Engineering matters


Facebook is commonly perceived as a bunch of hacker cowboys whose success is pure luck. Maybe it's due to the profanity of its service or because of the Social Network movie, but Facebook is not regarded as one of the pioneers of the technology on par, for example, with Google. The reality is very much different. Facebook has probably the most advanced technology of all Internet companies. It has the most advanced data centers, it is the largest data store in the world, and it has started some of the coolest open source projects such as Cassandra and Hive. But it is not just the technology that impresses me about Facebook. I'm even more impressed by the engineering management practices at Facebook, expressed by the following tenets:

  1. Make hiring your number one priority, always,
  2. Let process be implemented by those who practice it,
  3. Promote from within,
  4. Tools are top priority.
  5. Technology company requires Technical Leaders.

At Zemanta, we have pretty much interwoven these principles into the fabric of our organization. I send the link to the first tenet, whenever somebody says that he doesn't have time to conduct a job interview. I send the second tenet to myself whenever I question the wisdom of my team. We are still a small company, so we do not have many chances for promotion from within. But I'm 100% certain that every member of our team, is capable of growing as fast or faster as Zemanta, so I'm looking forward with great anticipation to future promotions from within. We are fortunate to have the product manager who happens to be also one of the finest programmers in this part of the world and consequently has a lot of understand for making tools a top priority. And finally, our CEO is a hacker by nature and is able to program lots of things by himself.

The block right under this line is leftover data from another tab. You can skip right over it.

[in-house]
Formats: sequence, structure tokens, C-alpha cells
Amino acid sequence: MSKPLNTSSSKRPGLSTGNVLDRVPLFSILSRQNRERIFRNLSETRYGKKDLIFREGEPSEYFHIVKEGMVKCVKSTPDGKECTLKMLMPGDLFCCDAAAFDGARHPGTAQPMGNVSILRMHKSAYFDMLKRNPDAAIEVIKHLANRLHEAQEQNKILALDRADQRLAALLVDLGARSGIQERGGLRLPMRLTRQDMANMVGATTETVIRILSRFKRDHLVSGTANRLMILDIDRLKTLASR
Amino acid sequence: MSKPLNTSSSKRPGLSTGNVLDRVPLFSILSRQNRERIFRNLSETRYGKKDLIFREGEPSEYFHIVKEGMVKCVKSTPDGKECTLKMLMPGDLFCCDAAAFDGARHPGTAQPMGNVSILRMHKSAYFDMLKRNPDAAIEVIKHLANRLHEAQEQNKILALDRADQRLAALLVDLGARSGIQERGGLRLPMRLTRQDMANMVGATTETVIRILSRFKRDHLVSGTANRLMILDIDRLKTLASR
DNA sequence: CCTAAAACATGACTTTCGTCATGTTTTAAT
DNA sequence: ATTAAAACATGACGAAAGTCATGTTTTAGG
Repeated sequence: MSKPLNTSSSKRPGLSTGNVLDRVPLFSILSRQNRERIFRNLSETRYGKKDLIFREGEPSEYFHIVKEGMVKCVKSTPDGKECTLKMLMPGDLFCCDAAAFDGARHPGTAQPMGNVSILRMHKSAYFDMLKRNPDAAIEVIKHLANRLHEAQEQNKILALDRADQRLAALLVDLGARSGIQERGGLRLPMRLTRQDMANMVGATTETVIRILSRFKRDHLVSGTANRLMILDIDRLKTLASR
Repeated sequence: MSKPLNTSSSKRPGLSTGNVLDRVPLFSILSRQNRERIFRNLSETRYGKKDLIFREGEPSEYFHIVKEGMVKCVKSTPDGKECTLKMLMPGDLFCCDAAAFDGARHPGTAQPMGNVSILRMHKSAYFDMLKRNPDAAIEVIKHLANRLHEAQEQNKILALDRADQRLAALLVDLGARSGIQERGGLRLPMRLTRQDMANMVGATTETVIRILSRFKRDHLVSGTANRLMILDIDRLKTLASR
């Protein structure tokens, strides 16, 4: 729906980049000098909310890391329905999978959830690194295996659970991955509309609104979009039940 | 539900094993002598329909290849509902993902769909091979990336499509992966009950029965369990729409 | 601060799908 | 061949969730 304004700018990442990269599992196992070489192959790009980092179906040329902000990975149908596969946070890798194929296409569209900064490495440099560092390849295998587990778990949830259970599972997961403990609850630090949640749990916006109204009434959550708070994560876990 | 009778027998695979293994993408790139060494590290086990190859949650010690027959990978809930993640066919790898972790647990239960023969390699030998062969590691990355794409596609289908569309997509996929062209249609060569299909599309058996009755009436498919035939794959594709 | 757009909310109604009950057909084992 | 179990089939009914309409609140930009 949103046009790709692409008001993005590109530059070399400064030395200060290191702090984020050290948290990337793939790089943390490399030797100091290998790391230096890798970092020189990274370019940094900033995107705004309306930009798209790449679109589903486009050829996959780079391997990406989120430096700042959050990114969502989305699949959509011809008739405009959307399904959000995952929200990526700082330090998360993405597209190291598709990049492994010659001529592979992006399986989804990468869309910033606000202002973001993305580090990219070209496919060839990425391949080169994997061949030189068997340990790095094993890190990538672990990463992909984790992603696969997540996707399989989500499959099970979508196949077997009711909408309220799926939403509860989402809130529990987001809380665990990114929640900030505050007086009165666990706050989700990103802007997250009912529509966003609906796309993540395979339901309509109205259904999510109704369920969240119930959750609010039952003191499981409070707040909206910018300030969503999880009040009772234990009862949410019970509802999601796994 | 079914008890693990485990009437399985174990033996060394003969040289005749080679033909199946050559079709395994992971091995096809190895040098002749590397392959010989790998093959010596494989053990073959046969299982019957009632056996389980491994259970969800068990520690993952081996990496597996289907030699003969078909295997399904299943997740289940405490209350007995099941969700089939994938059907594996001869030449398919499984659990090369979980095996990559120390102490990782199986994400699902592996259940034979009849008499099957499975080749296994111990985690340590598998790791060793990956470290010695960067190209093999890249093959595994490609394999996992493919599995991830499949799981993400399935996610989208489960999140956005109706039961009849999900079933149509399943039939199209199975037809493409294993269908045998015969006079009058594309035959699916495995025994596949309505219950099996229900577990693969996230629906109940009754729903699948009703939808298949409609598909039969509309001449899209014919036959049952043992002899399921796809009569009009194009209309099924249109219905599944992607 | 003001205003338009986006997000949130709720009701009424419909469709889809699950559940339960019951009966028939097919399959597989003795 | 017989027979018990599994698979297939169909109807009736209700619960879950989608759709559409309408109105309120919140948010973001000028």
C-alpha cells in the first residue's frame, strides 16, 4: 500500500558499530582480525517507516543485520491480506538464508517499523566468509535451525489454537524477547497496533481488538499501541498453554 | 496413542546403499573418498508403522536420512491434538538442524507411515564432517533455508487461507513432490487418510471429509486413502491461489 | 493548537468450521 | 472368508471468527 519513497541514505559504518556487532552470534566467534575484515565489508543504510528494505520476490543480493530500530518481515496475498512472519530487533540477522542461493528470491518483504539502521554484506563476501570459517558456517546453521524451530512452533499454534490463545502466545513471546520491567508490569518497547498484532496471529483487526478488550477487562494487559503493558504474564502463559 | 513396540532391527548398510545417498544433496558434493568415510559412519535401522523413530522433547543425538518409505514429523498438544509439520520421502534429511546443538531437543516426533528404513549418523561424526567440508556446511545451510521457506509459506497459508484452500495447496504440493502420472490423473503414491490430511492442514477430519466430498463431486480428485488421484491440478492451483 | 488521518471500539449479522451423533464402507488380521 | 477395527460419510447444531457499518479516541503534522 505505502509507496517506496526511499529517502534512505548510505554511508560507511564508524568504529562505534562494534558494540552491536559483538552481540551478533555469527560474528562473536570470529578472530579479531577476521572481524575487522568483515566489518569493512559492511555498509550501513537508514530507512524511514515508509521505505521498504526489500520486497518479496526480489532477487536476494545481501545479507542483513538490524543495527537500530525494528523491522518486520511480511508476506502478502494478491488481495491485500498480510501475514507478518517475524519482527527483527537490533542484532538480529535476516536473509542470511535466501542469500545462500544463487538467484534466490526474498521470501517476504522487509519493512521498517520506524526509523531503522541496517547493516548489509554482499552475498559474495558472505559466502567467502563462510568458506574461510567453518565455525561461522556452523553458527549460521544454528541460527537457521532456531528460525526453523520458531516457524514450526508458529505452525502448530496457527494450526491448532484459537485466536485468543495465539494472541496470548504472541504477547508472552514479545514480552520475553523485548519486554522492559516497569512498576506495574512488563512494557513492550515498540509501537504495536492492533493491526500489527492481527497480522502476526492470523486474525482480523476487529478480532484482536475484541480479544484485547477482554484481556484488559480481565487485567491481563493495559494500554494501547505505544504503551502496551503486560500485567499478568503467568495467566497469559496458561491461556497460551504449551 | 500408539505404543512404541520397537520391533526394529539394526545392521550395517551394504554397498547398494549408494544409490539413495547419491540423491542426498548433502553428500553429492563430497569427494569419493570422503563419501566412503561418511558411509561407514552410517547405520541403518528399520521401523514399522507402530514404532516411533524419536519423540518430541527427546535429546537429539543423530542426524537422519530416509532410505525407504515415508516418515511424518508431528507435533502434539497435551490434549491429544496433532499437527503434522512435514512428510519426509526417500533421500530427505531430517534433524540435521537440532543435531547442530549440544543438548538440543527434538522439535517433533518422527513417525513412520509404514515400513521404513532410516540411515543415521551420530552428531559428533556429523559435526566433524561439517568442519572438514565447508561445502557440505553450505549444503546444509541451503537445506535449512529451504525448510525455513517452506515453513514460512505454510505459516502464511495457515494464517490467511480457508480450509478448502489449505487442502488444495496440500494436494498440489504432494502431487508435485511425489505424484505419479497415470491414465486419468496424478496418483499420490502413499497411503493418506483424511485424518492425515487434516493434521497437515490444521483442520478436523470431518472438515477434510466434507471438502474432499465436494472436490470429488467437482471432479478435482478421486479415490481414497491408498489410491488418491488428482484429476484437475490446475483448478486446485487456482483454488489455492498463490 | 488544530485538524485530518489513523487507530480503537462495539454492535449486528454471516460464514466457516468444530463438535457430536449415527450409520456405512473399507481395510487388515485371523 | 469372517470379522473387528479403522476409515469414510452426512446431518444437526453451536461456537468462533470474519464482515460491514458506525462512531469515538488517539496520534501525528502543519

Introduction to JavaScript source maps

Tools and resource Have you ever found yourself wishing you could keep your client-side code readable and more importantly debuggable even after you've combined and minified it, without impacting performance? Well now you can through the magic of source maps . Basically it's a way to map a combined/minified file back to an unbuilt state.

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